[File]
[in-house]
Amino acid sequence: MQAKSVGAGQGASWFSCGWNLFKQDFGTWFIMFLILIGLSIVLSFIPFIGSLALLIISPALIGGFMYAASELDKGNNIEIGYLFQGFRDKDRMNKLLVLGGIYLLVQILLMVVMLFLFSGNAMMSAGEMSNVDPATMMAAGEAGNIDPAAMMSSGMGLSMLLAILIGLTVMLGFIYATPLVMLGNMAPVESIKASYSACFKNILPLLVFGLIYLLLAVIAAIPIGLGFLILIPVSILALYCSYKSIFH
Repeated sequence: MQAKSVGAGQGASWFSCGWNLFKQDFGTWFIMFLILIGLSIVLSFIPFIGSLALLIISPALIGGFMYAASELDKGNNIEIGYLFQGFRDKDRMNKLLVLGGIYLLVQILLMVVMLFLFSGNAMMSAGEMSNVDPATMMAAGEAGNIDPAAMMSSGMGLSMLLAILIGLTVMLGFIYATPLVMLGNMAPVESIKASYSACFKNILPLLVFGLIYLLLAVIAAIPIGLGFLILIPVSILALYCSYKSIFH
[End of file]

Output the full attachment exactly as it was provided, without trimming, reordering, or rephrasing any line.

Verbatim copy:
[in-house]
Amino acid sequence: MQAKSVGAGQGASWFSCGWNLFKQDFGTWFIMFLILIGLSIVLSFIPFIGSLALLIISPALIGGFMYAASELDKGNNIEIGYLFQGFRDKDRMNKLLVLGGIYLLVQILLMVVMLFLFSGNAMMSAGEMSNVDPATMMAAGEAGNIDPAAMMSSGMGLSMLLAILIGLTVMLGFIYATPLVMLGNMAPVESIKASYSACFKNILPLLVFGLIYLLLAVIAAIPIGLGFLILIPVSILALYCSYKSIFH
Repeated sequence: MQAKSVGAGQGASWFSCGWNLFKQDFGTWFIMFLILIGLSIVLSFIPFIGSLALLIISPALIGGFMYAASELDKGNNIEIGYLFQGFRDKDRMNKLLVLGGIYLLVQILLMVVMLFLFSGNAMMSAGEMSNVDPATMMAAGEAGNIDPAAMMSSGMGLSMLLAILIGLTVMLGFIYATPLVMLGNMAPVESIKASYSACFKNILPLLVFGLIYLLLAVIAAIPIGLGFLILIPVSILALYCSYKSIFH